Fulton County is a big county. In square miles, it is the 8th largest county in Illinois. It also has large numbers of livestock. According to the 2019 USDA National Agricultural Statistics Service Report, Fulton County is the 7th highest Illinois county in cattle numbers with 29,500 head.

young boy holding AWS robotic car shell

How do cars learn to drive themselves?  That is exactly what twenty-five middle school students learned as part of the fourth annual STEM Academy put on by University of Illinois Extension Fulton-Mason-Peoria-Tazewell Unit, Pearl Technology, Richwoods Township, Caterpillar, Tri-County Regional Planning, and Amazon Web Services earlier this summer. 

boys working on engineering project

According to the US Department of Education, “...not enough of our youth have access to quality STEM learning opportunities,”  and “The United States is falling behind internationally, ranking ... 22nd in science among industrialized nations.” 4-H  is helping to address this gap. This spring, several fourth and fifth-grade classes piloted a new University of Illinois Extension 4-H program: Engineering Adventures!

three 4-H staff members in group photo

Katharine Girone, Tazewell 4-H Program Coordinator

girone1@illinois.edu

“I collaborate with a group of dedicated 4-H volunteers and partners to inspire youth to develop their fullest potential through positive youth development opportunities in Tazewell County. This role gives me the chance to give back to the organization that shaped me into the individual I am today.”

two girls wearing lab coats and safety goggles

For the third year in a row, University of Illinois Extension Fulton-Mason-Peoria-Tazewell Unit, the Society of Women Engineers–Central Illinois, and Bradley University partnered together to offer STEM Bootcamp to high school age girls. STEM Bootcamp is designed to create a learning opportunity focused on teamwork, solving a problem, and mentorship by female engineers and scientists.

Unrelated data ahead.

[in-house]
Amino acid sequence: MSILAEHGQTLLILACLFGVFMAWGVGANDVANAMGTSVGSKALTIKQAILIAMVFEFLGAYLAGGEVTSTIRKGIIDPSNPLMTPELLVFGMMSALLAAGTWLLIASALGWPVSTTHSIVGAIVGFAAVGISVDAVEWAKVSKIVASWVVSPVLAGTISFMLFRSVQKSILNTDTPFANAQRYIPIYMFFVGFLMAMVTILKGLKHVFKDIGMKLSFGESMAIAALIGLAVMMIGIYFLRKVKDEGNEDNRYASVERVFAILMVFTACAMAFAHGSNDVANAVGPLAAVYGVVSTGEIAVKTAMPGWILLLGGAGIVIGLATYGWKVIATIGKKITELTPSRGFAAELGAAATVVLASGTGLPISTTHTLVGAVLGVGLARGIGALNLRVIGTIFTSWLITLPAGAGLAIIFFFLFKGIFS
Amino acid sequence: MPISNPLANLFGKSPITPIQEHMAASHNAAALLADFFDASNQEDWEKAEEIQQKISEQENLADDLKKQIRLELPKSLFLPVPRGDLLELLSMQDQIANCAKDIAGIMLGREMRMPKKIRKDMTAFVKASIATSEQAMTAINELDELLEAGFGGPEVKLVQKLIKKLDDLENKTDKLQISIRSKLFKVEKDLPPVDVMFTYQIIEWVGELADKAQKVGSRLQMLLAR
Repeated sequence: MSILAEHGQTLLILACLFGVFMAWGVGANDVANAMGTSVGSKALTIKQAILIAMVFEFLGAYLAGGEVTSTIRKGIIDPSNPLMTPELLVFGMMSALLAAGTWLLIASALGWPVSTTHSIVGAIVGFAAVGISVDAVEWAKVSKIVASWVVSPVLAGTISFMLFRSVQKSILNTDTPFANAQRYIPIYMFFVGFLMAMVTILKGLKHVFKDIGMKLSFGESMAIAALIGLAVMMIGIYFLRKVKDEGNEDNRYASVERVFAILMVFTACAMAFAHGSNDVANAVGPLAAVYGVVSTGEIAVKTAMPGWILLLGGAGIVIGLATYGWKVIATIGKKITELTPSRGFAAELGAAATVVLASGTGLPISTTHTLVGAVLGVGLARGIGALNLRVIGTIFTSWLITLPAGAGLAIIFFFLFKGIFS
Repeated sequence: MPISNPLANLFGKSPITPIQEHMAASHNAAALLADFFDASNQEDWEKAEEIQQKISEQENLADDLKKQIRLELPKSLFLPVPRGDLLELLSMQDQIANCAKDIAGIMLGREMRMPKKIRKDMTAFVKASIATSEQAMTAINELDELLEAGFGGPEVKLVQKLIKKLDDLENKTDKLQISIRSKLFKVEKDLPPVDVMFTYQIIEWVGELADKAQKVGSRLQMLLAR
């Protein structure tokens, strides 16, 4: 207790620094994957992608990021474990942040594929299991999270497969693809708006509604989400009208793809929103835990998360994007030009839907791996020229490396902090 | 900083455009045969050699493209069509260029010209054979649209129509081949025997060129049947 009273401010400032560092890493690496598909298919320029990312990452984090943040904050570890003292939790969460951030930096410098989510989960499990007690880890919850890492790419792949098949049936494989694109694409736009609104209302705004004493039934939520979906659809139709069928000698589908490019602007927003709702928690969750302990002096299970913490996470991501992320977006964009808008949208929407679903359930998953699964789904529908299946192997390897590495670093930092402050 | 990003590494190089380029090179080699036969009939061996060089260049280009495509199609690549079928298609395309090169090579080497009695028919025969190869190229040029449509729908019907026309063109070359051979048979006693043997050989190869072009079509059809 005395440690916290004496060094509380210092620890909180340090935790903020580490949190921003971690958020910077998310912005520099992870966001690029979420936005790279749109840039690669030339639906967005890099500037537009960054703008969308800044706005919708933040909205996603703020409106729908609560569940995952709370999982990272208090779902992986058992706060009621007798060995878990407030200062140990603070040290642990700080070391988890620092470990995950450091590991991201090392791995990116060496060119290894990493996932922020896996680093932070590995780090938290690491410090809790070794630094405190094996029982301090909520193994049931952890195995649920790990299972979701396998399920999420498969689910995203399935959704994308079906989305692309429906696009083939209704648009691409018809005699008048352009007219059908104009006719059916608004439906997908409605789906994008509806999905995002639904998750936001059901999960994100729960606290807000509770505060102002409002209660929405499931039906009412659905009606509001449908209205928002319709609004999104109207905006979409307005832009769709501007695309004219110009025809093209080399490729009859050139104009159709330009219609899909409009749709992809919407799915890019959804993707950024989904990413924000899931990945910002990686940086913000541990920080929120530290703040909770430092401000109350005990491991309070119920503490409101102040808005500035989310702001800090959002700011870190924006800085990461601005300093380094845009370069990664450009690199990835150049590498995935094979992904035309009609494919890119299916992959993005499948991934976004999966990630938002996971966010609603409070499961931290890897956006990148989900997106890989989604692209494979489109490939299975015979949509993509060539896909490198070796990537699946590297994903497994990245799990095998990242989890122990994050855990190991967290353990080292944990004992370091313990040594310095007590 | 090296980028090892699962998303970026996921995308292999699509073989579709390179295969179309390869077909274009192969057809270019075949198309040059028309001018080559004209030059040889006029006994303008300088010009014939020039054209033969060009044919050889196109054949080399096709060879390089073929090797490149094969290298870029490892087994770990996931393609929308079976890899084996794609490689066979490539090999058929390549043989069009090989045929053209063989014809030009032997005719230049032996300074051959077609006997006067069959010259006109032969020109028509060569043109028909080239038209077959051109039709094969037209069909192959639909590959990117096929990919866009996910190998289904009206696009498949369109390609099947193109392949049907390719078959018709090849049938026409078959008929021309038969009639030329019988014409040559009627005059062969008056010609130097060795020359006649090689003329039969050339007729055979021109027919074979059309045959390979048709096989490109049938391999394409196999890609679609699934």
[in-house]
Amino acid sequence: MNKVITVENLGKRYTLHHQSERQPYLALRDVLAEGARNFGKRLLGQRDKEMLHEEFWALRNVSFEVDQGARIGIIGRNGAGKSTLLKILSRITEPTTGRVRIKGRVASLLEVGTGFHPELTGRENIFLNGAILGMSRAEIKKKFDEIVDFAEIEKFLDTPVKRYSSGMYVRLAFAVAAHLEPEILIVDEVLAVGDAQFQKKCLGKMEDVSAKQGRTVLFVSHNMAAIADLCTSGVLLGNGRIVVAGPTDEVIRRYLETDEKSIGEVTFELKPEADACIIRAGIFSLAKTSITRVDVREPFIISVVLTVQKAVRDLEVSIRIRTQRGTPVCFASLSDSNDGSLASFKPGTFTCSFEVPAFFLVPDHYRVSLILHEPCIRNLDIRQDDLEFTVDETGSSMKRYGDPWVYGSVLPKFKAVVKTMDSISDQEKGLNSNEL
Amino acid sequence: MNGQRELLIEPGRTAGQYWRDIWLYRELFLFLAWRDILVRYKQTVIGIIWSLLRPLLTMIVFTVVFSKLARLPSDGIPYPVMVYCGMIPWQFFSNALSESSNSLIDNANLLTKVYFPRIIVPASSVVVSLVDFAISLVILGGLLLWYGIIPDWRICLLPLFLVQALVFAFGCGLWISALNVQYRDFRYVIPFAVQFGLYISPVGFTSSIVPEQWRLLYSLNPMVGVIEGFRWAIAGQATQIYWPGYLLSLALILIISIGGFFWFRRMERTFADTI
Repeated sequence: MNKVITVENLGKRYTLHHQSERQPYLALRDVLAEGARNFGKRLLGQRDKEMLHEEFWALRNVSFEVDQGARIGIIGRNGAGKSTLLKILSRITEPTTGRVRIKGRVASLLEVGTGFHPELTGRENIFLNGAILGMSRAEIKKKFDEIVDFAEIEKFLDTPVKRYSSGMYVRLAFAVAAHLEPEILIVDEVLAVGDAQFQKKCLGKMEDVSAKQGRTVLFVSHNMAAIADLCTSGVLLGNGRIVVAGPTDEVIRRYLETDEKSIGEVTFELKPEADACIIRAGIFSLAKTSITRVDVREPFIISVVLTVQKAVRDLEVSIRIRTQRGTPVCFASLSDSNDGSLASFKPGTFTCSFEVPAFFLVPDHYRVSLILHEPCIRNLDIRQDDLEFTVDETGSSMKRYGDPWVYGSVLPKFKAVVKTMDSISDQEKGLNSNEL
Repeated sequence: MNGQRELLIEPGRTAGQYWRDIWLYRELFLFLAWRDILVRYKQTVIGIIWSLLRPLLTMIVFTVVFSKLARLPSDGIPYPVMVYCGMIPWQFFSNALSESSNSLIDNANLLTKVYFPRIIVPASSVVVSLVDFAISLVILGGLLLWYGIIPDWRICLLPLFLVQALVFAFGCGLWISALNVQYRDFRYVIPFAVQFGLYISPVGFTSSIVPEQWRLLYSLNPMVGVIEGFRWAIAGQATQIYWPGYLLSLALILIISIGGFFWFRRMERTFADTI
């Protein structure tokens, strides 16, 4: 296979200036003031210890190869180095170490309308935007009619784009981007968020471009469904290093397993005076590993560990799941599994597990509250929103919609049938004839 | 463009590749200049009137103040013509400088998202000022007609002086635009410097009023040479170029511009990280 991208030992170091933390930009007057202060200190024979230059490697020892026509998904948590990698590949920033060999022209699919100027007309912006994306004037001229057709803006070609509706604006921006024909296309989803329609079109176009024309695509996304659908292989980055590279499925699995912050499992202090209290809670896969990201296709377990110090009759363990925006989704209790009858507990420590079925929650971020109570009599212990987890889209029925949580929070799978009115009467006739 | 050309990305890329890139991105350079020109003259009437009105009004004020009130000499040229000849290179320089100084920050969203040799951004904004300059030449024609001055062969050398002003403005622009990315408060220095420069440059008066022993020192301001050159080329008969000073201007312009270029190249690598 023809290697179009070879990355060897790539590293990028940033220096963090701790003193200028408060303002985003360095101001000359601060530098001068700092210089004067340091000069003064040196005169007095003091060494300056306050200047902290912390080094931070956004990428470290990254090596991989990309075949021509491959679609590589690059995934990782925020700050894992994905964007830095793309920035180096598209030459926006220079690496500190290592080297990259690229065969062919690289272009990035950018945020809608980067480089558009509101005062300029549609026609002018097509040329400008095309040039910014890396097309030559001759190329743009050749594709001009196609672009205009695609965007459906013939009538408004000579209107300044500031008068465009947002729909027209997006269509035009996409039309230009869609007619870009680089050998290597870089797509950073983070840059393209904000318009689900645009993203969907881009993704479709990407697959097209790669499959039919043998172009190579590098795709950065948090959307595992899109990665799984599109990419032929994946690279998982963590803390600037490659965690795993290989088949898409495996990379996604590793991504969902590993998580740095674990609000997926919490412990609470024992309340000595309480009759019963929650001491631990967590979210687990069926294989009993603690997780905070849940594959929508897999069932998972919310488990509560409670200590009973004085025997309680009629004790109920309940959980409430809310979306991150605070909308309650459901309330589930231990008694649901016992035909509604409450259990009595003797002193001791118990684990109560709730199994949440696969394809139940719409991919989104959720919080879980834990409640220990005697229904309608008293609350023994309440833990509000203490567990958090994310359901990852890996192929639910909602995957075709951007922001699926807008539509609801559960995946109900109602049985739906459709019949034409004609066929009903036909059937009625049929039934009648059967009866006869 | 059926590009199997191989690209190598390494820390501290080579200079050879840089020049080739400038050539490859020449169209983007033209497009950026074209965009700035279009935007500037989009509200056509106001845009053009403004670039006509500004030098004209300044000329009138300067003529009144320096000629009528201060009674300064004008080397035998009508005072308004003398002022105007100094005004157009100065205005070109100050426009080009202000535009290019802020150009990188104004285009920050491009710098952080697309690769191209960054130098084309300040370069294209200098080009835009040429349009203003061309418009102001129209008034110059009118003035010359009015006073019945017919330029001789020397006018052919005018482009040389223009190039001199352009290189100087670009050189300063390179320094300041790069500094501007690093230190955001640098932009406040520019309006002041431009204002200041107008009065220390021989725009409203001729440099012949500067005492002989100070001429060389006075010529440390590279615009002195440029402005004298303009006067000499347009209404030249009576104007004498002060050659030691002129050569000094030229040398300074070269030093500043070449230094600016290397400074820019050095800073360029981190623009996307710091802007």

Dr. Shelly Nickols-Richardson shaking hands with a 4-H teen

The work being done through University of Illinois Extension programs and partnerships in Fulton, Mason, Peoria, and Tazewell counties is recognized for its positive impact at many levels through the University system. College of Agriculture, Consumer and Environmental Sciences (ACES) dean, Kimberly Kidwell, recently returned for her second unit tour, along with the new Extension director and associate dean, Shelly Nickols-Richardson. The duo spent the day learning about a few of our programs, engaging with unit staff, and networking with volunteers, 4-H members, and partners.

young 4-H girl giving a talk

Within a 4-H club, youth annually give talks and demonstrations to their peers as part of their club involvement. Through these experiences, members gain confidence in their public speaking skills.

two ladies holding up a marketing photo frame

Joli Pierson, Mason 4-H Program Coordinator

jkpierso@illinois.edu

“I am a facilitator for the Illinois 4-H program in Mason County. I invite youth to be a part of a program that offers the elements of Belonging, Independence, Generosity, and Mastery. I strive to develop our local  4-H volunteer leadership structure, where youth can benefit from the  knowledge, experience, skills, and good examples of citizenship that volunteers have to offer.

three teenage girls

The 4-H youth development program prides itself on helping young people grow into outstanding leaders. A statewide study conducted in 2016 showed that participation in any 4-H leadership opportunity leads to a significant increase in leadership skills, including: getting along with others, understanding yourself, working with groups, communication and management skills. Moreover, the more leadership opportunities youth are engaged in, the more their leadership skills increase.

three 4-H staff members in group photo

Cathy Ludolph

Peoria County 4-H Program Coordinator

ludolph@illinois.edu

“I plan and coordinate positive youth development programs and activities for youth in Peoria County. I work with an awesome group of 4-H volunteers to implement the programs that provide youth the opportunity to develop leadership, citizenship and mastery of life skills.”

Cathy has been the Peoria County 4-H Program Coordinator since 2000. She began her Illinois Extension career in 1995.

kids doing karate with teacher standing in background

For the past 12 years, youth participating in the 4-H Shotokan Karate Special Interest (SPIN) Club have gained self-esteem, self-defense skills, fitness and health benefits, confidence, and mental focus. The Peoria County based club has attracted new youth to the 4-H program as well as provided leadership development and longevity in the program for teens.

girls using virtual reality goggles

We need as many people as possible using their skills and ideas to improve the world in which we live. Girls are being introduced and encouraged to consider careers in the fields of science, technology, engineering, and math (STEM) including computer sciences by University of Illinois Extension’s 4-H programs in Fulton, Mason, Peoria, & Tazewell counties.